What follows is a discussion of two of the many challenges that often bedevil efforts to bring out pro-poor social and political change and an approach that is a way of dealing with them. You know the deal: well-meaning technocrats try to introduce a bit of governance reform...by stealth. Then it runs into trouble- usually due to vigorous attacks by vested interests likely to lose out if the reform succeeds - yet the potential beneficiaries are not organized, do not even know that they might benefit from the reform. And so the reformers are defeated. Or the reform, if it has already been introduced, is reversed or stalls. The problem is that many technical specialists are uncomfortable with the public sphere and all it entails: people, the media, controversy and debate, 'noise'. But unsupported reforms tend to become orphans and street urchins.
Now to the other side. Many social movements and other civil society organizations working to bring about pro-poor social and political change love the public sphere. It is where they define themselves, make their claims, build support, and work to transform public opinion, all in order to generate pressure for change. Unfortunately, many such organizations tend to treat those in government as enemies...the Deadly Others. Work with officials and parliamentarians to pursue a reform and many other civil society activists are likely to label you a sell-out, a turn-coat and worse. Part of the reason is fear, and this is because of the regularity with which activists are co-opted by the powerful in many countries and they abandon their projects for the spoils of high office. That fear is understandable.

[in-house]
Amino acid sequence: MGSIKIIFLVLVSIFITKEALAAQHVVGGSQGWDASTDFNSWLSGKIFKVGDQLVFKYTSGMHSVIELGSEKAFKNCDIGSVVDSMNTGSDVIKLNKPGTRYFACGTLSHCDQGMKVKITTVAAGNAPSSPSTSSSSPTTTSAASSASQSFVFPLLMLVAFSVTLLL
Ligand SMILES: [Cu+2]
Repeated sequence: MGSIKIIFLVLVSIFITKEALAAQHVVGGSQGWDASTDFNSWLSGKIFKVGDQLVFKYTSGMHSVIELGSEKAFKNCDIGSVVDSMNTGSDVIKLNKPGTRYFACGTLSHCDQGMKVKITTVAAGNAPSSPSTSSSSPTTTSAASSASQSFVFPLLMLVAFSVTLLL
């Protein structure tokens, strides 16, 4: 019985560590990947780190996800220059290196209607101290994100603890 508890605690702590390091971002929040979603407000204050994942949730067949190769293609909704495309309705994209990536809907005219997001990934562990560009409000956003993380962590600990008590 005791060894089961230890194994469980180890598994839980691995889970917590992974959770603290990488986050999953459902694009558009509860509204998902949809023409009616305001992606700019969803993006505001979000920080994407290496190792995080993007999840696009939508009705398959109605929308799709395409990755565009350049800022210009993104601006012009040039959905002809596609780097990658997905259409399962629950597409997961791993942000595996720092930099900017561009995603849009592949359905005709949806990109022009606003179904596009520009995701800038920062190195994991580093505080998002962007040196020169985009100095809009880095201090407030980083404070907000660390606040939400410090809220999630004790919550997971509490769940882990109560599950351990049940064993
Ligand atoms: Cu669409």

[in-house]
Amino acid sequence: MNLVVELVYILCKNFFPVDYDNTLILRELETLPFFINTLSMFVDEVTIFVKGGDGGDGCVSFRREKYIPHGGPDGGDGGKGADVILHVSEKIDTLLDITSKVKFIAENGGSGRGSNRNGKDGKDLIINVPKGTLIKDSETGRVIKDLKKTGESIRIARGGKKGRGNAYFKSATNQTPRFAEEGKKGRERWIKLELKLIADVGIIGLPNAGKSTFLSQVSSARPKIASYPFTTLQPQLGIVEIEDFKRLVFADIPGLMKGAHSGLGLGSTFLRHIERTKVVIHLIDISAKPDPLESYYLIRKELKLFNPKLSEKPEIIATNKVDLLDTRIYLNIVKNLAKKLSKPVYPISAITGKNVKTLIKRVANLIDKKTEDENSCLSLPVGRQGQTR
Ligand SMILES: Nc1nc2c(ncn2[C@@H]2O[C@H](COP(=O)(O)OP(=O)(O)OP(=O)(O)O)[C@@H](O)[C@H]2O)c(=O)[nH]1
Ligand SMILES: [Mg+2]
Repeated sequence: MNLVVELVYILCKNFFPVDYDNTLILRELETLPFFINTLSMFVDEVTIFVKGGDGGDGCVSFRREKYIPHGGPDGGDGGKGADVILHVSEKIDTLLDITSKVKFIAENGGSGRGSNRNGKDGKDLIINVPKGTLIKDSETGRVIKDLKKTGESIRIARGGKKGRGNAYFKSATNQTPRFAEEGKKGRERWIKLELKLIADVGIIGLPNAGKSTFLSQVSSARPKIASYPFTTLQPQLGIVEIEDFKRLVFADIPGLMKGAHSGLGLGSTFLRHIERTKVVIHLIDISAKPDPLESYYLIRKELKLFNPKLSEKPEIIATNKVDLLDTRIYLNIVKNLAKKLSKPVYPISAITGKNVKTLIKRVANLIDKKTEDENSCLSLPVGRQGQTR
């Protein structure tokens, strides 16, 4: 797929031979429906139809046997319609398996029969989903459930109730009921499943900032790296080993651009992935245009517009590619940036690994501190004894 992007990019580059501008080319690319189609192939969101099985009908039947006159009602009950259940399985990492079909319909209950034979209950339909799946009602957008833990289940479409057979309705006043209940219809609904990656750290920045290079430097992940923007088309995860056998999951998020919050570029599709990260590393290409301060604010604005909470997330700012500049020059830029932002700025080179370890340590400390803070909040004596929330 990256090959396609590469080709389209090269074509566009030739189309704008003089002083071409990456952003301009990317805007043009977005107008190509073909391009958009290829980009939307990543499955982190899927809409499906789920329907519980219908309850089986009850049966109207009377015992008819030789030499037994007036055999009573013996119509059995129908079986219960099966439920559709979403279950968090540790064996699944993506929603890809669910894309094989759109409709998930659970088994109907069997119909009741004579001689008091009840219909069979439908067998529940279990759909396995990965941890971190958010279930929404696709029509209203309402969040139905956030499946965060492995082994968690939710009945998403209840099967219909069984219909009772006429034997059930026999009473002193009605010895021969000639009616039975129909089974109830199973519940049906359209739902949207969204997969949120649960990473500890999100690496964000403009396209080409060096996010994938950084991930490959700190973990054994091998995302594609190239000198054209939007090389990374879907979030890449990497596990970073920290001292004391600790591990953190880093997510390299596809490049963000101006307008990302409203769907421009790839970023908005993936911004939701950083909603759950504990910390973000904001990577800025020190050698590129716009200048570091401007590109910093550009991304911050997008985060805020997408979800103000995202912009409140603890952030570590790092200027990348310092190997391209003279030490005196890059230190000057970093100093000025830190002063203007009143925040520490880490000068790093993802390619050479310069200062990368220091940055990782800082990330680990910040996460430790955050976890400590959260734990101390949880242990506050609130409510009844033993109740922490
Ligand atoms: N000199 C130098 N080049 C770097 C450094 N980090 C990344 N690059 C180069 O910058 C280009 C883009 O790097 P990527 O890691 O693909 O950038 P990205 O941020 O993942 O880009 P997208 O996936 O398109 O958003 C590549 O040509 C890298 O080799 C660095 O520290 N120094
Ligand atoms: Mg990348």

The point, however, is this: effective, sustainable reforms will often need the collaboration of forces within and outside government. This is what many students of politics call the Inside-Outside Strategy. For instance, it has just become more widely known to what extent the great American civil rights leader , Dr Martin Luther King, and President Lyndon B. Johnson quietly worked in tandem in order to secure landmark legislation like the Civil Rights Act and the Voting Rights Act. The New York Times story on this - plus an excerpt from recently declassified transcripts of some of the phone conversations between the two men - is a compelling read. The logic of the inside-outside strategy is unanswerable. If you start a reform within the government, it is wise to build wider support; and if you push for change from the outside you need to transform public opinion all right, but you also need to find allies within the state. In the real world, that is how things get done.